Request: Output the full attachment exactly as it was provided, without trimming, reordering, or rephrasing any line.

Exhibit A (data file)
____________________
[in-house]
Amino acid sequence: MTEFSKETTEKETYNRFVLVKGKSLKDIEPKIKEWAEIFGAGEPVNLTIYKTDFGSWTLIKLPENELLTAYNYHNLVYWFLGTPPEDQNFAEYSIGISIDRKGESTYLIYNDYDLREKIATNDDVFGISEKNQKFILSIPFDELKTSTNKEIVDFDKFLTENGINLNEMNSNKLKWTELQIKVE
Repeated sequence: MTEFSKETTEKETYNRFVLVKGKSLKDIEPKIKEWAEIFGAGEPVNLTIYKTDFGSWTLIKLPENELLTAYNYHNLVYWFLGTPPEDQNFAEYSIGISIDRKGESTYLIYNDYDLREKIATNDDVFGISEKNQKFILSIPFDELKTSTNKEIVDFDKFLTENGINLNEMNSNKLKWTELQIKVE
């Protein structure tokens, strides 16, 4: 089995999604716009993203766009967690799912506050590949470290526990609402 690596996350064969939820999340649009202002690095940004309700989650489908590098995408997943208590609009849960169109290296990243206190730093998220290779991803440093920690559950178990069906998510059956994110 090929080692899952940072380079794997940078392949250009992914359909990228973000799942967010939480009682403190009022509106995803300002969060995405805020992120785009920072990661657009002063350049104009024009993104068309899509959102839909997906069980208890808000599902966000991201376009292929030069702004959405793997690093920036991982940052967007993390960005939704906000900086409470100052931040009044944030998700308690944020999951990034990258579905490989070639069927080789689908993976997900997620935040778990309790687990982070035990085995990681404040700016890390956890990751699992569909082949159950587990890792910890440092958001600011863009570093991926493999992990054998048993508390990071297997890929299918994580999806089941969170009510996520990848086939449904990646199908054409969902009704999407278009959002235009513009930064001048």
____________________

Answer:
[in-house]
Amino acid sequence: MTEFSKETTEKETYNRFVLVKGKSLKDIEPKIKEWAEIFGAGEPVNLTIYKTDFGSWTLIKLPENELLTAYNYHNLVYWFLGTPPEDQNFAEYSIGISIDRKGESTYLIYNDYDLREKIATNDDVFGISEKNQKFILSIPFDELKTSTNKEIVDFDKFLTENGINLNEMNSNKLKWTELQIKVE
Repeated sequence: MTEFSKETTEKETYNRFVLVKGKSLKDIEPKIKEWAEIFGAGEPVNLTIYKTDFGSWTLIKLPENELLTAYNYHNLVYWFLGTPPEDQNFAEYSIGISIDRKGESTYLIYNDYDLREKIATNDDVFGISEKNQKFILSIPFDELKTSTNKEIVDFDKFLTENGINLNEMNSNKLKWTELQIKVE
């Protein structure tokens, strides 16, 4: 089995999604716009993203766009967690799912506050590949470290526990609402 690596996350064969939820999340649009202002690095940004309700989650489908590098995408997943208590609009849960169109290296990243206190730093998220290779991803440093920690559950178990069906998510059956994110 090929080692899952940072380079794997940078392949250009992914359909990228973000799942967010939480009682403190009022509106995803300002969060995405805020992120785009920072990661657009002063350049104009024009993104068309899509959102839909997906069980208890808000599902966000991201376009292929030069702004959405793997690093920036991982940052967007993390960005939704906000900086409470100052931040009044944030998700308690944020999951990034990258579905490989070639069927080789689908993976997900997620935040778990309790687990982070035990085995990681404040700016890390956890990751699992569909082949159950587990890792910890440092958001600011863009570093991926493999992990054998048993508390990071297997890929299918994580999806089941969170009510996520990848086939449904990646199908054409969902009704999407278009959002235009513009930064001048």